A missing trick: Non-alcoholic beer

Why non-alcoholic beer could be a golden market in the UK’s capital.

In the 1980s non-alcoholic beer hit European shelves but failed to impress. Rave culture had begun to take hold of the UK and even high-profile advertisements by the likes of Billy Connolly could not compensate for the dour taste and lack of kick. Young and old alike just couldn’t see the point.

However, the atmosphere in London is changing. Could this once failing product turn into a success?

The facts are already pointing that way. A report by independent retail analyst Kantar Worldpanel revealed that sales have grown by 40 per cent across all retailers in the past year. Consumers have downed 15 million bottles from Tesco alone where sales have soared by 47 per cent. The stunning rise has been attributed to an increasing product range and improving taste as well as a changing target market: a health–conscious population, constantly subjected to graphic NHS campaigns, are more inclined to give up alcohol to gain a few years. This is all against the backdrop of a world where the consumption of alcohol is diminishing - UK beer sales fell by 4.8 per cent in the second quarter of 2013 alone – which makes the feat only more impressive.

However, the viewpoint of this article is that marketing gurus are missing a key group of London’s population: Muslims. The 2011 census Office for National Statistics showed that the proportion of Muslims in London had risen to 12.4 per cent of the population, with young British Asians increasingly flocking to the capital. Islam condemns the act of drinking alcohol as haram (forbidden) but, according to The Economist, several significant Saudi and Egyptian Ayatollahs have issued fatwas allowing Muslims to shake of their shackles and fill their glasses with the non-alcoholic stuff. The product has now swept across the Arab world.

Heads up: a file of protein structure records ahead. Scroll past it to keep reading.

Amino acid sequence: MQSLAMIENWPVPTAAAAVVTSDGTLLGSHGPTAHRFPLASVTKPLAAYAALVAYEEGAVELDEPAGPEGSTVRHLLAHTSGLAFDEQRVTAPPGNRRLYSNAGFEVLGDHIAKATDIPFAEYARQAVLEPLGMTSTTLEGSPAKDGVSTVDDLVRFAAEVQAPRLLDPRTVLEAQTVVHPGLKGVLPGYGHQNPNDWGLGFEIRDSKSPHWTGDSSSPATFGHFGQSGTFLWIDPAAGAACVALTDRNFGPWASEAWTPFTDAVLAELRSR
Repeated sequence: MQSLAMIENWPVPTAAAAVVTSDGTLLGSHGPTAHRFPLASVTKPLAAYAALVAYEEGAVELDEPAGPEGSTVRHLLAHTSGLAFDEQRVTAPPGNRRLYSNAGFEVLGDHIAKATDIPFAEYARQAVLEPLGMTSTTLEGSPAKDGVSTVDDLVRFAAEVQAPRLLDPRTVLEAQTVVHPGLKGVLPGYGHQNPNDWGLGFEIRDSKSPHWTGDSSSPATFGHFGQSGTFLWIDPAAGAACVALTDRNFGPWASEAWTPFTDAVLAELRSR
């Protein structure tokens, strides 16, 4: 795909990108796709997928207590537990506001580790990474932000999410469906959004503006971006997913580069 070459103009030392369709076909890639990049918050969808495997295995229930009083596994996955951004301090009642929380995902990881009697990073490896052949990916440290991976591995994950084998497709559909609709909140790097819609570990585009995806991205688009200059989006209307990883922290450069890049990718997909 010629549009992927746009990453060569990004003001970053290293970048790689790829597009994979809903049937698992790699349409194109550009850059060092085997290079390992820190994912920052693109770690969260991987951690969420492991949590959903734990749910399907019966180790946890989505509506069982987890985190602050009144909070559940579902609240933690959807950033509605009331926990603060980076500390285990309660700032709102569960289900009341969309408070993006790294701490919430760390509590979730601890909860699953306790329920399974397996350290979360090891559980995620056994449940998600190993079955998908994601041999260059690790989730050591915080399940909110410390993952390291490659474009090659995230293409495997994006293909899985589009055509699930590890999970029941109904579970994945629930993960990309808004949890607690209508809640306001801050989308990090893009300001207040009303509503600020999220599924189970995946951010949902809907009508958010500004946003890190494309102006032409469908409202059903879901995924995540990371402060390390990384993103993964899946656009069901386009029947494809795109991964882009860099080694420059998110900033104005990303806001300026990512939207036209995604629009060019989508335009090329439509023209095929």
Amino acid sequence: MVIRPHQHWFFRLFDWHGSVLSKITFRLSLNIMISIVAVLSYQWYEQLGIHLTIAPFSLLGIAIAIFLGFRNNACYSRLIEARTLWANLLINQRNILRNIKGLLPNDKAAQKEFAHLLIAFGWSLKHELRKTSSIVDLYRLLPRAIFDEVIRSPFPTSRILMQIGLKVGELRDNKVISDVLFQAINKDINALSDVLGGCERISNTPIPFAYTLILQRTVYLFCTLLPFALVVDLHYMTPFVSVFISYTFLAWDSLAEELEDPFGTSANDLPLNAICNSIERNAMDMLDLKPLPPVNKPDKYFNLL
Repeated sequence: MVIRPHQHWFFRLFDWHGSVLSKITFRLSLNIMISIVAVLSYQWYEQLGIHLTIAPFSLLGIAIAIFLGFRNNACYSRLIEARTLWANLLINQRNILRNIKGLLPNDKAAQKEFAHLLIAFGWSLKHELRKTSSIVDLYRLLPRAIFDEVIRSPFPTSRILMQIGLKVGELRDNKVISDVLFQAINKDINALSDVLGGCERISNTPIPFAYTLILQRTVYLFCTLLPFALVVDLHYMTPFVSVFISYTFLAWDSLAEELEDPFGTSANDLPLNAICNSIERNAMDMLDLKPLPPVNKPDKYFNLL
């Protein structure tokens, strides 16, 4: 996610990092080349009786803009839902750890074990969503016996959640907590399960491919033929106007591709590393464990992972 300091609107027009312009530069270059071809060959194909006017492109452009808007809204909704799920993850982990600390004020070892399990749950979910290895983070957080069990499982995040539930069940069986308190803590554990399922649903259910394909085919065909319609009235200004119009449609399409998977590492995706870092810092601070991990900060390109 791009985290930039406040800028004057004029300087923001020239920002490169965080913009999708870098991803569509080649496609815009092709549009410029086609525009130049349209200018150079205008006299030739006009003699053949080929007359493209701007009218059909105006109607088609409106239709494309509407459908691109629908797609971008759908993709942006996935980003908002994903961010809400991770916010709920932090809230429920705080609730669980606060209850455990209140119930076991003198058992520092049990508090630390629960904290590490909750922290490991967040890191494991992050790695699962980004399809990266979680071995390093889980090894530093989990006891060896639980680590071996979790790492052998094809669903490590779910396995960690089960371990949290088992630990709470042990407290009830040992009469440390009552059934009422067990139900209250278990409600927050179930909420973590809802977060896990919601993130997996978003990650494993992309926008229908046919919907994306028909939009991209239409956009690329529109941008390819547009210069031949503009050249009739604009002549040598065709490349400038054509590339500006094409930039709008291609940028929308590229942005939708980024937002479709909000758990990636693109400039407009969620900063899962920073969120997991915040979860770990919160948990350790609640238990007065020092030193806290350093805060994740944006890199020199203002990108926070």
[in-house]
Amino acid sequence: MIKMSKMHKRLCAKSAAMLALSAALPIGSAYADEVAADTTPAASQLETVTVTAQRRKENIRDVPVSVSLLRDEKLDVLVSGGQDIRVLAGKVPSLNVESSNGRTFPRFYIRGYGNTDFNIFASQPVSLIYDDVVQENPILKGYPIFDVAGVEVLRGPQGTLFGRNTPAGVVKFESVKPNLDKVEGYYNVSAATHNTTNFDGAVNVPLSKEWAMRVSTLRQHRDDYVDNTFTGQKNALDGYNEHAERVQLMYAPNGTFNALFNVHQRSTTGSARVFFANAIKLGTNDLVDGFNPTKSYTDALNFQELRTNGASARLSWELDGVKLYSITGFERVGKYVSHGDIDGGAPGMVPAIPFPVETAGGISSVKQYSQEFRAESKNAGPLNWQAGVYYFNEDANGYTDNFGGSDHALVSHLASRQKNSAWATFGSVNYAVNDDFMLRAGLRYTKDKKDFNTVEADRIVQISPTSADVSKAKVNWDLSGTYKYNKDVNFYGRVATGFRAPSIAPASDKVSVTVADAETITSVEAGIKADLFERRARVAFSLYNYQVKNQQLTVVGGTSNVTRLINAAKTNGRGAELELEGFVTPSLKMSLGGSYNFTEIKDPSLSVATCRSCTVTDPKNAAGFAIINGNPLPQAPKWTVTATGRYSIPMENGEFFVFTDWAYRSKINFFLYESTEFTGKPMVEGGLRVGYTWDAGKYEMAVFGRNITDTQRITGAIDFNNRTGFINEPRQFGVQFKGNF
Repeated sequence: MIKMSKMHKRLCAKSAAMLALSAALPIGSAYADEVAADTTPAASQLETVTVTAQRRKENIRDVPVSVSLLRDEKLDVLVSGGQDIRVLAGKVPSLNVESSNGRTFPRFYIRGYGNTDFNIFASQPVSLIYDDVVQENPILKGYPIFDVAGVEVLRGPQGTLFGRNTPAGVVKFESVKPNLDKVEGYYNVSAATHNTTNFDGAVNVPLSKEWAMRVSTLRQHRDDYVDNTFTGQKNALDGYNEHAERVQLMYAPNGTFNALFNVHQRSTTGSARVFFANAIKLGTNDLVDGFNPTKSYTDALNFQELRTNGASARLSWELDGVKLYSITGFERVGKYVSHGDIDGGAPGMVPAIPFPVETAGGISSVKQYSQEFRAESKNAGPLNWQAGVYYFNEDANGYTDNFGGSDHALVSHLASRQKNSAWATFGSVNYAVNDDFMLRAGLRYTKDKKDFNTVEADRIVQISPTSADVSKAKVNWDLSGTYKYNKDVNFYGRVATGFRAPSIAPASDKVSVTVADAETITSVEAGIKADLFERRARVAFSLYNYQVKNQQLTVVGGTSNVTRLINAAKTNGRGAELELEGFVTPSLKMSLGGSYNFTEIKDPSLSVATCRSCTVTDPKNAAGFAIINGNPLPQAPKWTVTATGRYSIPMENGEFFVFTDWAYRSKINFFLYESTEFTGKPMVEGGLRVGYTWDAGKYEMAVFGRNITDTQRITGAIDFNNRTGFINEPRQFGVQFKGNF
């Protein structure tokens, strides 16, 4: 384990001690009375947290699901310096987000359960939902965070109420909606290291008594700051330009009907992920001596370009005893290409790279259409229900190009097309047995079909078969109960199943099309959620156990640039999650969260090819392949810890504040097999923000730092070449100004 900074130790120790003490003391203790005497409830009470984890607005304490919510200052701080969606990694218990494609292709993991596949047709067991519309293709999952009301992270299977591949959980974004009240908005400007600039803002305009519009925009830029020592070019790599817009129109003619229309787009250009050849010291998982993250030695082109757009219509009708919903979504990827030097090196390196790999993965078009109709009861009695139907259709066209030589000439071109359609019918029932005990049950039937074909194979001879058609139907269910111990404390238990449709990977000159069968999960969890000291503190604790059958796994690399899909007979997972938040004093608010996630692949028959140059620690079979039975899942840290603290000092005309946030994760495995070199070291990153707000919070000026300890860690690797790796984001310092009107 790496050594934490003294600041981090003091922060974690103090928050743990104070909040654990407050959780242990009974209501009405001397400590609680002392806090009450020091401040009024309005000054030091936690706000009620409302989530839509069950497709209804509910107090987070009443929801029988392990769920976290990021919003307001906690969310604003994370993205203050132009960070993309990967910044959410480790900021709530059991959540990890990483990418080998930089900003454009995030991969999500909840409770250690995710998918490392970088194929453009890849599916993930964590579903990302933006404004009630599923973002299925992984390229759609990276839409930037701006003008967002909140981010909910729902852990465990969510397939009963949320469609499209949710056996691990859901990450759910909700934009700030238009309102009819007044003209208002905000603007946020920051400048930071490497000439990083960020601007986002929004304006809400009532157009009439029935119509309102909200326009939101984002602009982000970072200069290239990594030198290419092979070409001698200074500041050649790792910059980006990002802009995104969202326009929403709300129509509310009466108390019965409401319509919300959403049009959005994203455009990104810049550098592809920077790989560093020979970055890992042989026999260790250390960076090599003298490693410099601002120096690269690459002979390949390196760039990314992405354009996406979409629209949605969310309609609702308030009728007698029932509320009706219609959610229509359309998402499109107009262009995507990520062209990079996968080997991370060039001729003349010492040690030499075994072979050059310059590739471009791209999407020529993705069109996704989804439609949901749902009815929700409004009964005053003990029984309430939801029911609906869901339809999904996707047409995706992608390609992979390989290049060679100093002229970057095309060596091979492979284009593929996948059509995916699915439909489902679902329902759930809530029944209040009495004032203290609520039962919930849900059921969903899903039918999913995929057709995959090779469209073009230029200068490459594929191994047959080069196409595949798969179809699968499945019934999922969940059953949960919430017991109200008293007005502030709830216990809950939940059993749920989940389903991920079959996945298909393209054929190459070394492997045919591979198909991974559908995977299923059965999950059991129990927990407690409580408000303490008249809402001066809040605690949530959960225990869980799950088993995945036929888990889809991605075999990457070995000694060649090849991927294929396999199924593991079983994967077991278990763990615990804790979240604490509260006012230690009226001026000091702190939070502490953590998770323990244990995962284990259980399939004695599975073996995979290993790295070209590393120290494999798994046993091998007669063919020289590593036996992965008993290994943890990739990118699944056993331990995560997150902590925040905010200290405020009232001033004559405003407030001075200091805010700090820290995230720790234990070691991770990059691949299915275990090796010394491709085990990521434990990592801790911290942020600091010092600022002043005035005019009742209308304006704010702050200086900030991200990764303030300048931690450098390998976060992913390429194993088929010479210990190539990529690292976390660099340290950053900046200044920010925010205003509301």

The Middle East has already seen sales of non-alcoholic beer booming. Figures released by Euromonitor reveal last year 2.2 billion litres were downed with almost a third landing in the sin-free stomachs of middle-eastern Muslims. Even in Iran, where the state laments Western decadence, Iranians are drinking five times as much as they did four years ago.